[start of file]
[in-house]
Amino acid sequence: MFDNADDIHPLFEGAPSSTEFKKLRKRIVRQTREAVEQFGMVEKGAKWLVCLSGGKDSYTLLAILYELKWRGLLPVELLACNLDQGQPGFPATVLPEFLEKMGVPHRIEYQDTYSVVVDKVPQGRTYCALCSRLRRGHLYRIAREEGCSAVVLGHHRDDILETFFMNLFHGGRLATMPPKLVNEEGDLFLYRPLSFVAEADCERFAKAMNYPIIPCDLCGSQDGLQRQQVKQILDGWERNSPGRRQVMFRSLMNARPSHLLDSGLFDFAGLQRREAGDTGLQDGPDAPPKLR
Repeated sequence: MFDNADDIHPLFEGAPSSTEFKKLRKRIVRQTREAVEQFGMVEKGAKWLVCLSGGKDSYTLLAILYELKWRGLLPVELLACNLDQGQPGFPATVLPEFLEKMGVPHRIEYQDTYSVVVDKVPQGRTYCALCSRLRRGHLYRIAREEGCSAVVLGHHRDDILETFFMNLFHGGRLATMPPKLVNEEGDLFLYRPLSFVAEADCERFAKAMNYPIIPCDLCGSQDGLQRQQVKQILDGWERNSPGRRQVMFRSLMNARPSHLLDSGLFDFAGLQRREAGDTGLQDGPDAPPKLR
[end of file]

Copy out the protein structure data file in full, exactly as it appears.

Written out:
[in-house]
Amino acid sequence: MFDNADDIHPLFEGAPSSTEFKKLRKRIVRQTREAVEQFGMVEKGAKWLVCLSGGKDSYTLLAILYELKWRGLLPVELLACNLDQGQPGFPATVLPEFLEKMGVPHRIEYQDTYSVVVDKVPQGRTYCALCSRLRRGHLYRIAREEGCSAVVLGHHRDDILETFFMNLFHGGRLATMPPKLVNEEGDLFLYRPLSFVAEADCERFAKAMNYPIIPCDLCGSQDGLQRQQVKQILDGWERNSPGRRQVMFRSLMNARPSHLLDSGLFDFAGLQRREAGDTGLQDGPDAPPKLR
Repeated sequence: MFDNADDIHPLFEGAPSSTEFKKLRKRIVRQTREAVEQFGMVEKGAKWLVCLSGGKDSYTLLAILYELKWRGLLPVELLACNLDQGQPGFPATVLPEFLEKMGVPHRIEYQDTYSVVVDKVPQGRTYCALCSRLRRGHLYRIAREEGCSAVVLGHHRDDILETFFMNLFHGGRLATMPPKLVNEEGDLFLYRPLSFVAEADCERFAKAMNYPIIPCDLCGSQDGLQRQQVKQILDGWERNSPGRRQVMFRSLMNARPSHLLDSGLFDFAGLQRREAGDTGLQDGPDAPPKLR